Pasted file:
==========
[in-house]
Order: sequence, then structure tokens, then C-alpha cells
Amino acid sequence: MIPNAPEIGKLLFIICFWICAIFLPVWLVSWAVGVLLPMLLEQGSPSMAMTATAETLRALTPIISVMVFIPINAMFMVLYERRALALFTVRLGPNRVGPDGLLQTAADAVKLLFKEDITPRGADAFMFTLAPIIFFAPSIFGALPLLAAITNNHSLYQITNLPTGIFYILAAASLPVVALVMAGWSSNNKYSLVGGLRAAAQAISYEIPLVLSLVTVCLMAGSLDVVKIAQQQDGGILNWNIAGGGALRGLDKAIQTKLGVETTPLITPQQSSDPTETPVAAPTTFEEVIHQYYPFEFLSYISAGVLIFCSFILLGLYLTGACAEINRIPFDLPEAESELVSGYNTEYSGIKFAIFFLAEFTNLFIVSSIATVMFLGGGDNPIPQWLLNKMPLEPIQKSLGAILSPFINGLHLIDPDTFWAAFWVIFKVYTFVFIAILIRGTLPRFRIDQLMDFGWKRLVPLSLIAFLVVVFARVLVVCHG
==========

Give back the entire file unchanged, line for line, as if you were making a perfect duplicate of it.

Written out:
[in-house]
Order: sequence, then structure tokens, then C-alpha cells
Amino acid sequence: MIPNAPEIGKLLFIICFWICAIFLPVWLVSWAVGVLLPMLLEQGSPSMAMTATAETLRALTPIISVMVFIPINAMFMVLYERRALALFTVRLGPNRVGPDGLLQTAADAVKLLFKEDITPRGADAFMFTLAPIIFFAPSIFGALPLLAAITNNHSLYQITNLPTGIFYILAAASLPVVALVMAGWSSNNKYSLVGGLRAAAQAISYEIPLVLSLVTVCLMAGSLDVVKIAQQQDGGILNWNIAGGGALRGLDKAIQTKLGVETTPLITPQQSSDPTETPVAAPTTFEEVIHQYYPFEFLSYISAGVLIFCSFILLGLYLTGACAEINRIPFDLPEAESELVSGYNTEYSGIKFAIFFLAEFTNLFIVSSIATVMFLGGGDNPIPQWLLNKMPLEPIQKSLGAILSPFINGLHLIDPDTFWAAFWVIFKVYTFVFIAILIRGTLPRFRIDQLMDFGWKRLVPLSLIAFLVVVFARVLVVCHG